(BC/Yukon COPA Director)
Following a particular issue with an unregistered aerodrome, I was asked to prepare guidelines to assist Directors when asked questions about airports or aerodromes.
The purpose of this is to prove the existence of an unregistered/unlisted aerodrome before the mandatory consultation process becomes law. As it stands, any EXISTING aerodrome should not be subject to the consultation process and would fall under the existing regime, until such time as certain significant changes (to be defined in Gazette 2) are made to it.
Three options come to mind and perhaps many more are possible
1. Aerodrome Logbook/Binder
I suggest to current owner of an unregistered aerodrome to start an Aerodrome logbook/binder, gather past evidence of the aerodrome`s existence in this logbook, such as old documents, old photos, invoices, permits, letters or log conversations with neighbors, municipalities, other aerodromes/airports, etc… This suggestion stems from many informal meetings with Transport Canada staff working on this Amendment.
If a complaint from a Municipality or a neighbor is filed against a current aerodrome owner, the first contacted is TC, then TC are required to investigate the allegations. TC will contact the presumed offender and will ask for clarification. TC would be satisfied with a copy of an aerodrome logbook demonstrating the year of existence, notification & mitigation of neighbours’ concerns and any other due diligence on the part of the aerodrome owners. TC requires tangible proof not hearsay, rumors or feuds between neighbours.
As explained the BC General Aviation Association’s (COPA Flight 194’s) airstrip map and the previous BCAC Air Facilities chart can be used as part of the evidentiary package to help invoke grandfather rights that indeed a particular aerodrome was in existence prior to the establishment of the new regulations.
2. Registered Letter to Transport Canada
Send a registered letter to their regional Transport Canada office declaring the aerodrome`s existence and details (sample letter by Tim Cole attached below)
3. Register In CFS (Read Carefully)
Register their aerodrome in the Canada Flight Supplement however a caveat must be declared. Registering in the CFS may also cause some problems or extra costs to the aerodrome owner because in some circumstances the TC Inspector may adjudicate the aerodrome is not up to standards and requires changes or may judge the aerodrome is located in a Built-up area requiring a costly Airport Certification.
New aerodrome proponents or major changes to an existing aerodrome
Until the Amendment becomes law, ‘’Keep in mind protection under Federal Jurisdiction will still exist as long as proponents Notify, Consult and Mitigate concerns with their municipality and neighbours’’ I suggest they keep records (Aerodrome Logbook concept) of all their efforts to Notify, Consult and Mitigate concerns. Obviously some Municipalities & neighbours will do everything in their power to prevent an aerodrome from being developed and can become prohibitively costly to defend oneself.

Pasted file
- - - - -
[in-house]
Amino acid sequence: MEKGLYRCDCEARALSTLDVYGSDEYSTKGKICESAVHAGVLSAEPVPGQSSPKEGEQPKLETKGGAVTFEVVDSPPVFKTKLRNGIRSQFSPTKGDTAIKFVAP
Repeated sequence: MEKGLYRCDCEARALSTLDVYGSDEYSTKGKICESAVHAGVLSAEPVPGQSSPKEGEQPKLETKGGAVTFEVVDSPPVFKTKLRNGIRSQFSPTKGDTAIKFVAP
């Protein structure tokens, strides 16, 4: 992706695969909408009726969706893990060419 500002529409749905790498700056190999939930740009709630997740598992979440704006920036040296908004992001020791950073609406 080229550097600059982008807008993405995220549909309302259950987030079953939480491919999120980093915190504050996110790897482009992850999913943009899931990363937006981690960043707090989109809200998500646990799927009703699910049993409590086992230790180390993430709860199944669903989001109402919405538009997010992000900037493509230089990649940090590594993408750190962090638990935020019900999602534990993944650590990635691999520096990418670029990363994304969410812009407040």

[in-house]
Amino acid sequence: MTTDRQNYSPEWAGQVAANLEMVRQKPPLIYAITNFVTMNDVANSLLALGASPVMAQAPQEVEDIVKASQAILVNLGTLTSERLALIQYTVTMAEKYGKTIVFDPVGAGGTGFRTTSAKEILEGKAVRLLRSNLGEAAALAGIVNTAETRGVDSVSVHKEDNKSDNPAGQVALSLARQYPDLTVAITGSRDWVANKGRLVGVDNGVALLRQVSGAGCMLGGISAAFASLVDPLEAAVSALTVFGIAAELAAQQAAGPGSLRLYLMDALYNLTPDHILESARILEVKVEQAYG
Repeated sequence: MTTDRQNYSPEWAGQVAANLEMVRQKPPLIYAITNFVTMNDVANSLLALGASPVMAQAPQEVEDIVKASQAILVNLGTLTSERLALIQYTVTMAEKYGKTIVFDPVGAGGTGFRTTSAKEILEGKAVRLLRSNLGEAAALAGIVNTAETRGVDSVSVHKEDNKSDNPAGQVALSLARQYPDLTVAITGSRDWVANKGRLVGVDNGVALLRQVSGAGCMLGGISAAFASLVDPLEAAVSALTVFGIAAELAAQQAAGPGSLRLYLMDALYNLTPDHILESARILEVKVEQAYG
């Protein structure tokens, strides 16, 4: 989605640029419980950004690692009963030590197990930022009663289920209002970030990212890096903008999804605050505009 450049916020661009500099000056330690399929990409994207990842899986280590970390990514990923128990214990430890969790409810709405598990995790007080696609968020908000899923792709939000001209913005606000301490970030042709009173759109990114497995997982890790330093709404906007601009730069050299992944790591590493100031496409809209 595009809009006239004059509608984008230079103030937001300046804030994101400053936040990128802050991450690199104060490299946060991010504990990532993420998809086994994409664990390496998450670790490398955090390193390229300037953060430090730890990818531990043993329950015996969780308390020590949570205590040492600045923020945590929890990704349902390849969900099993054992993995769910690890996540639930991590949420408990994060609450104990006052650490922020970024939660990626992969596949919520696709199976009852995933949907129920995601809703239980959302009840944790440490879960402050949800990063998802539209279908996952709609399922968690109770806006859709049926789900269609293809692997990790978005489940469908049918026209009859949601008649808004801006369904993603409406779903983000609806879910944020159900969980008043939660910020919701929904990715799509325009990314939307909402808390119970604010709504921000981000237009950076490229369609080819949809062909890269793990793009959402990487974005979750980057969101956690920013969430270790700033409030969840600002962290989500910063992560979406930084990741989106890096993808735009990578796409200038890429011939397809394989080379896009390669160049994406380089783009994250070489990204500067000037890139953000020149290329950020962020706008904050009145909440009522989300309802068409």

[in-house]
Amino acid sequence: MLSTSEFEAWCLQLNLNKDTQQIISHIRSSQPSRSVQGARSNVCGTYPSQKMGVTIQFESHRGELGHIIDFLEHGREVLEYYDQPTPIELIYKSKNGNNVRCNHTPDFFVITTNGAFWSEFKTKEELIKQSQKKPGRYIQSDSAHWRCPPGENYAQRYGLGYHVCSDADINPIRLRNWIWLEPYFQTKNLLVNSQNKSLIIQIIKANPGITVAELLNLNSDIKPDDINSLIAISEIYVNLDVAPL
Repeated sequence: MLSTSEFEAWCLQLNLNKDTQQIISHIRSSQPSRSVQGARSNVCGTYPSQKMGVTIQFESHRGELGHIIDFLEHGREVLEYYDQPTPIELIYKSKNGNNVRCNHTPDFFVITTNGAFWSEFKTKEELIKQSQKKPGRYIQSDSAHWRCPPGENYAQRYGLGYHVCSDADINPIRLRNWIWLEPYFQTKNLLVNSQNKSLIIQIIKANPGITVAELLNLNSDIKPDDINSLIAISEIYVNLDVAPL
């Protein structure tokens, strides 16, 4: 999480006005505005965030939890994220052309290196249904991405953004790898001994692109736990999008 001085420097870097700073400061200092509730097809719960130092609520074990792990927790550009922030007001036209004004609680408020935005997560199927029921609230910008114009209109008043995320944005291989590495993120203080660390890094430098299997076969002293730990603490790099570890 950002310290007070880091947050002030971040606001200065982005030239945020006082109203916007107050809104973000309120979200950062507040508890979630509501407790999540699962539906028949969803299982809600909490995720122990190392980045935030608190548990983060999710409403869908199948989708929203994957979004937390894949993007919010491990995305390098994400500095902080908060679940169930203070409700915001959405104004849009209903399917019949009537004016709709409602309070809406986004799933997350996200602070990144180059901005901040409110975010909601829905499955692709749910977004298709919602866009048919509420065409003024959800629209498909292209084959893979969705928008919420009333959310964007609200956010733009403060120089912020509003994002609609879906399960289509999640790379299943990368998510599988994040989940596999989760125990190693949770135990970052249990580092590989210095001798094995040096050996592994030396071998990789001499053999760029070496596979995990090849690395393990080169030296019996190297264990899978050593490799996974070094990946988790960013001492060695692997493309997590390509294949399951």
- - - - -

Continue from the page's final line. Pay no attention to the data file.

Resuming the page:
Municipal building permits or not. I start by asking how is your relationship with your Municipality and neighbours. I also give a few examples of my experience to the COPA member.
I. Aerodrome owner that applied for a Building permit and is compelled to apply each time he builds another hangar because he wants to keep his small Municipality in good favour and it gives him some reassurance in case of a dispute.
II. Aerodrome owner that explained the Federal Jurisdiction to the Municipality and this Municipality is proud to have an aerodrome. This aerodrome owner also does a lot of community work using his aerodrome.
III. Rideau Valley aerodrome (Ottawa area), is owned by the Municipality but managed by COPA Flight Westport. This Municipality is extremely happy, coexistence and symbiosis of the aerodrome and this group of volunteers, the aerodrome brings Cottage country tourism and many new cottage owners commute from Toronto with their aircraft. Unfortunately to build a hangar this Municipality is required to follow the Ontario Municipal requirements but they purchased one Engineer design that they share and split the cost with all future hangars owners.
I conclude with: the decision is up to each individual according to their level of confidence and comfort with the Municipal authorities and neighbours.
Vice President, Operations